DENVER - President Barack Obama's delivered a speech about the economy Wednesday morning in Denver to a private crowd. 7NEWS reporter Marshall Zelinger fact-checked his statements and found them to be true but often lacking context.
"2007, 2008, that was rough. But today, our businesses have added nearly 10 million new jobs in the past 52 months," the President said.
The statement is true, but it is interesting to point out why the President chose that particular timeline for his comparison.
Fifty-two months ago, in March 2010, there were 107.3 million jobs. The economy has added 9.5 million for an approximate total of 116.8 million today.
But if you look back to January 2009, when Obama took office, the overall increase is cut nearly in half. Since that date, the economy has only added 5.5 million jobs.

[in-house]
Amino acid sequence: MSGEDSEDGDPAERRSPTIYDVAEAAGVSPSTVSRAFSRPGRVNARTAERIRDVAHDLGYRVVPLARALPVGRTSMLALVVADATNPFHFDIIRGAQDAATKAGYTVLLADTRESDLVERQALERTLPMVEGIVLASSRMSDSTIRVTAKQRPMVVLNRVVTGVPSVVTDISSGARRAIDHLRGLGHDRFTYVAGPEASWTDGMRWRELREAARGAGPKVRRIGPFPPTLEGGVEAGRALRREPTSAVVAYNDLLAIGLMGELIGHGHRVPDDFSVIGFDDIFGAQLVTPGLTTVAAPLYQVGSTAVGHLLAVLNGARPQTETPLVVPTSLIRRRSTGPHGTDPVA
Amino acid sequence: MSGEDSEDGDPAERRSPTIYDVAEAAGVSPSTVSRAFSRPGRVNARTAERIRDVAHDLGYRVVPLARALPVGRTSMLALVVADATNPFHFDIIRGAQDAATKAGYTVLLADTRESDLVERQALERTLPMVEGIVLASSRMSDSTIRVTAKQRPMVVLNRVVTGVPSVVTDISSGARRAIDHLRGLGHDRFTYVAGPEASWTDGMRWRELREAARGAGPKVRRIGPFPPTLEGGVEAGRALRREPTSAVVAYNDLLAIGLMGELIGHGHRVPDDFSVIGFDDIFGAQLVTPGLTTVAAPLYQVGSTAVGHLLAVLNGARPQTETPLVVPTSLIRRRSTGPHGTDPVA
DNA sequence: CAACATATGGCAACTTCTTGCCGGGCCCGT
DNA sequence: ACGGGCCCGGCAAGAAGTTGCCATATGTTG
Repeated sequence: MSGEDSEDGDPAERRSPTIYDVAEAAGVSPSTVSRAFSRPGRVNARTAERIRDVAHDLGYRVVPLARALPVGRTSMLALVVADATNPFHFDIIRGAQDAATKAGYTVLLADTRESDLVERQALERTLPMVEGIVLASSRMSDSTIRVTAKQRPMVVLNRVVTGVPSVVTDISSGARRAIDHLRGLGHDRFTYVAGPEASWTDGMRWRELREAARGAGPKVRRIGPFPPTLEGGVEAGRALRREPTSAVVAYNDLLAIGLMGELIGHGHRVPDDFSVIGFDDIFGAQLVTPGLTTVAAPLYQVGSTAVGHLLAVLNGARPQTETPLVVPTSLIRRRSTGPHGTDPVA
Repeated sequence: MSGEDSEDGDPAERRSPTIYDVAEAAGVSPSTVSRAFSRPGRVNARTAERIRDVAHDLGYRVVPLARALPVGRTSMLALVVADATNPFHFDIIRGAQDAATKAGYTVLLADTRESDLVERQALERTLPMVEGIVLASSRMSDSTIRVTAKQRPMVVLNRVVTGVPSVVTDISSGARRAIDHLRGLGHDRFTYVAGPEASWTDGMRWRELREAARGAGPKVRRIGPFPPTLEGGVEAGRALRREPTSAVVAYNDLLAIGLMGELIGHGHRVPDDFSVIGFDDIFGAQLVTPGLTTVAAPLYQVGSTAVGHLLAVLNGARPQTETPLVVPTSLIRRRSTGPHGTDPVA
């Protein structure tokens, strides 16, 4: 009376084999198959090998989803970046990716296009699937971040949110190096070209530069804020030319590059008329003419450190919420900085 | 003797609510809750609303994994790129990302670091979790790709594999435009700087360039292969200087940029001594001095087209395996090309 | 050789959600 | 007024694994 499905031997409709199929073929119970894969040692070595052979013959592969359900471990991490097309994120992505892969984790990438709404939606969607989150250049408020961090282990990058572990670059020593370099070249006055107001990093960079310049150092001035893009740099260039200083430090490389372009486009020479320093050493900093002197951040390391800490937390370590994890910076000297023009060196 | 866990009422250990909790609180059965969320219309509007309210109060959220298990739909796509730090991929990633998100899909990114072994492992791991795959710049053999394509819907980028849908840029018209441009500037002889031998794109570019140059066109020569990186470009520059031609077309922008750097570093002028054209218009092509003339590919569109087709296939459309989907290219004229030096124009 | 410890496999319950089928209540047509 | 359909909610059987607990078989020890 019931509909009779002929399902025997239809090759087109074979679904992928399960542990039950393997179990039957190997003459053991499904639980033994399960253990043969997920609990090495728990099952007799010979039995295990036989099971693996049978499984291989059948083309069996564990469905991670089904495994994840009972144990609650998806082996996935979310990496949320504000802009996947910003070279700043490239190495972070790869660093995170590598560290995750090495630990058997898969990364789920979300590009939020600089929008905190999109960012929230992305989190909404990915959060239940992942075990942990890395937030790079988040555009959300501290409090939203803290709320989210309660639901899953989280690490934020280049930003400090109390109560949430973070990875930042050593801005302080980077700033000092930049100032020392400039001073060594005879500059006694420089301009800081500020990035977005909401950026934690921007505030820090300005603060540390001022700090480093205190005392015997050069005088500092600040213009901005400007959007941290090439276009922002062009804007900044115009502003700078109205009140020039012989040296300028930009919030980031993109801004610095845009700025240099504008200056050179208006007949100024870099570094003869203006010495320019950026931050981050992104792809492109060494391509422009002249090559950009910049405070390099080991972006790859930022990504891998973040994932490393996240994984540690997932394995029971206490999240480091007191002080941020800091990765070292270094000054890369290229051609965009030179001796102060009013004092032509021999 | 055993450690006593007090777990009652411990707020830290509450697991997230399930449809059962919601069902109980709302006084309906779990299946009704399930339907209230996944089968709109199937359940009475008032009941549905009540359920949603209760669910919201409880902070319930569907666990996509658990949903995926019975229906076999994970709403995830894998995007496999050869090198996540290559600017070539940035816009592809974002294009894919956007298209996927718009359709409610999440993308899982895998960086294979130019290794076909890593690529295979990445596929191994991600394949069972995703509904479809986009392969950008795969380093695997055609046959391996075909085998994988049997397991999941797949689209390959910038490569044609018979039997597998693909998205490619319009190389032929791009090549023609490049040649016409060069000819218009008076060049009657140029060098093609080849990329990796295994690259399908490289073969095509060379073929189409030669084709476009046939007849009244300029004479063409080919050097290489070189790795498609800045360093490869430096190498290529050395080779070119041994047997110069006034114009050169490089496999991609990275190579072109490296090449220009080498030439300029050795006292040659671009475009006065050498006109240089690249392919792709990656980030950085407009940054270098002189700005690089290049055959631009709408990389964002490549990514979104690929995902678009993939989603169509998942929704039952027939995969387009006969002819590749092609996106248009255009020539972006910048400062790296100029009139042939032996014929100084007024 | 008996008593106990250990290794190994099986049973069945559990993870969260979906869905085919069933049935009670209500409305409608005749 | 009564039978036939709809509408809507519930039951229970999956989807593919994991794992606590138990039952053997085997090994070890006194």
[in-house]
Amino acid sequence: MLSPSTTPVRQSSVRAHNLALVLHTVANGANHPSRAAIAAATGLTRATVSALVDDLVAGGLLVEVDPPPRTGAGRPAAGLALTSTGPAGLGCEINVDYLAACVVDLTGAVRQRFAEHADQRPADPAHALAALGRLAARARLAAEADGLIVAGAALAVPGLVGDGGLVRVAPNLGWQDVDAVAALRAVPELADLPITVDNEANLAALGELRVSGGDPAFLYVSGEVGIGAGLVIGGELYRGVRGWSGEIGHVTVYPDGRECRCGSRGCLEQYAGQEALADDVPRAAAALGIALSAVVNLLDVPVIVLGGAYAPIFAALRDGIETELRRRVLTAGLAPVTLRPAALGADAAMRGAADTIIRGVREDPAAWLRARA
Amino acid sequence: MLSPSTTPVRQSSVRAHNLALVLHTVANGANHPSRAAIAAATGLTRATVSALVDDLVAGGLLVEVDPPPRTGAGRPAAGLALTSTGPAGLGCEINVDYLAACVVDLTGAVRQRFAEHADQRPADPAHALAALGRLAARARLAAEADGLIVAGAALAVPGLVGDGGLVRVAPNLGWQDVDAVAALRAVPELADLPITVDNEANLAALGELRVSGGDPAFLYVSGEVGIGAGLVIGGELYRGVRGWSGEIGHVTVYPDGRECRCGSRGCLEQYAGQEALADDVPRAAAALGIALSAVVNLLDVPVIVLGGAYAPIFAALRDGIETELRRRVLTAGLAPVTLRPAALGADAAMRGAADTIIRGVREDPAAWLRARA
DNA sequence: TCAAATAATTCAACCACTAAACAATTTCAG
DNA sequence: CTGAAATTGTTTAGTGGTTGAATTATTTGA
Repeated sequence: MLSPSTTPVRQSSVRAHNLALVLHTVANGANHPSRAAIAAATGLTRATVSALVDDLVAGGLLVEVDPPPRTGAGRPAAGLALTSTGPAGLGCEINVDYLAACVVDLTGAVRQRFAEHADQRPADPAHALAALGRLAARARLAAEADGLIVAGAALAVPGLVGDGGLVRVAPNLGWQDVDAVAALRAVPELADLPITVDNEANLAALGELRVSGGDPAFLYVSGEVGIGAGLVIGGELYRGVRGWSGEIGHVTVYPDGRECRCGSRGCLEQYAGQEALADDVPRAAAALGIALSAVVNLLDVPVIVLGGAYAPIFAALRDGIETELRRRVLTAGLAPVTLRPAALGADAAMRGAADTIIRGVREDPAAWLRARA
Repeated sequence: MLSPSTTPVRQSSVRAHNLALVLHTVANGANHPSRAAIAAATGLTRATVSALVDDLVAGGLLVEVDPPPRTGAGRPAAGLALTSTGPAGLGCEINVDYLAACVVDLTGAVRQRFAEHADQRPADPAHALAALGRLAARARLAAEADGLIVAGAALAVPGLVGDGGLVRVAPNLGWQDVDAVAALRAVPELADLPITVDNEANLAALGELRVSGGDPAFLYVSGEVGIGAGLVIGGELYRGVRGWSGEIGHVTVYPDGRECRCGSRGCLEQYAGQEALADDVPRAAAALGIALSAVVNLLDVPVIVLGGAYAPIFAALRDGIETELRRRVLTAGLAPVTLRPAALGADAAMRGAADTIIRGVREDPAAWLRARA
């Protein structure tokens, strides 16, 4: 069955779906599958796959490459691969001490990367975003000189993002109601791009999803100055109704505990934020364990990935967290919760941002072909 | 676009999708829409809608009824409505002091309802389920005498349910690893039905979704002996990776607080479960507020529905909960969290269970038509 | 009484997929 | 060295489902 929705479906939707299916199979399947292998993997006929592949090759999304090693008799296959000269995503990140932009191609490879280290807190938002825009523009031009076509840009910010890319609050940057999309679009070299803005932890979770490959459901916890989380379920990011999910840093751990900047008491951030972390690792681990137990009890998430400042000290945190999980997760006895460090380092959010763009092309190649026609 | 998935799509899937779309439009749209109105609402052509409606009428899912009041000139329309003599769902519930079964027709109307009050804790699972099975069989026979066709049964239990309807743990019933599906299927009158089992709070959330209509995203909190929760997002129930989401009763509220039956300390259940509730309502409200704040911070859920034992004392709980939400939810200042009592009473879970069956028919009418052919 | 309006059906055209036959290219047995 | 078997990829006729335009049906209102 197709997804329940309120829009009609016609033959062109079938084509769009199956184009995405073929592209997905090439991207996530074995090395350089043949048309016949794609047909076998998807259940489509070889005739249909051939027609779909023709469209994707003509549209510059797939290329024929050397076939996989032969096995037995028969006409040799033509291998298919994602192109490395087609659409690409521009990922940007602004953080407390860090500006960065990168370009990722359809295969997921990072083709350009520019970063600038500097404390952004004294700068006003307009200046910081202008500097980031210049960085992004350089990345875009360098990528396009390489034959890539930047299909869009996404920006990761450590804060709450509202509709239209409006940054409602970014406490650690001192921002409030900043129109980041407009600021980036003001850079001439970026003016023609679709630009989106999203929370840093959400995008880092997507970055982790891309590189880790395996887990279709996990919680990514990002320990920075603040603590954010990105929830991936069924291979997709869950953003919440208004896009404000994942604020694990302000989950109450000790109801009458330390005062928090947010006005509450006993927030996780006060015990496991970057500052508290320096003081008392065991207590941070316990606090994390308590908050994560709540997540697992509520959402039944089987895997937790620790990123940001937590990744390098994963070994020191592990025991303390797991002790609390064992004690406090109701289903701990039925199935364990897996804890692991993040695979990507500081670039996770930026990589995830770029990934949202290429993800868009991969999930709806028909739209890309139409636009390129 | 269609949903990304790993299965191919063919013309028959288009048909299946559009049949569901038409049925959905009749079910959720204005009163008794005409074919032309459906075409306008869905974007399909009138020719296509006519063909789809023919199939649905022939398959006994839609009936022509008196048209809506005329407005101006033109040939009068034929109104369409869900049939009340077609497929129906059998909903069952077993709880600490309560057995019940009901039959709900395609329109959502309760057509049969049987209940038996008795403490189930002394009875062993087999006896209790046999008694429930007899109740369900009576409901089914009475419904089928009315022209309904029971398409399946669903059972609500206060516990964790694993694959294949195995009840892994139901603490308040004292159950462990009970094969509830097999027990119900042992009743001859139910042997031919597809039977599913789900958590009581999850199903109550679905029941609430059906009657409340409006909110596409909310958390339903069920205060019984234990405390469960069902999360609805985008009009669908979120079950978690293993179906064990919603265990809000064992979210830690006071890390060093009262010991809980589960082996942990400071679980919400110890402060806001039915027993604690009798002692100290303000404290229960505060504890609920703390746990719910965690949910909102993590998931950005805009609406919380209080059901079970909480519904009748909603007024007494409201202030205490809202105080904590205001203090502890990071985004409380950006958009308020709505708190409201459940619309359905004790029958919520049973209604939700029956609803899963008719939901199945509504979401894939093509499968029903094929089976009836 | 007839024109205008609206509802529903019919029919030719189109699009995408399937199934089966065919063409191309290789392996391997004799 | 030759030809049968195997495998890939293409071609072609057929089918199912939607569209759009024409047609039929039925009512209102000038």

"We've cut our deficits by more than half," is another assertion made by the president in his remarks Wednesday.
This is also true, but again the context is important. The President inherited a deficit that reached $1.4 trillion in 2009. The non-partisan Congressional Budget Office projects the deficit to drop to $480 billion this year, but it is still greater than the deficit during any other presidency.
The President's speech also touched on energy production saying, "While producing more oil at home than we buy abroad for the first time in nearly 20 years."
The data shows that statement factual. Since October, the United States has produced more oil than the country imported:
But last year, Bloomberg Businessweek analyzed data from AAA and the U.S. Energy Information Administration and reported that the U.S. exported three million barrels per day across the globe.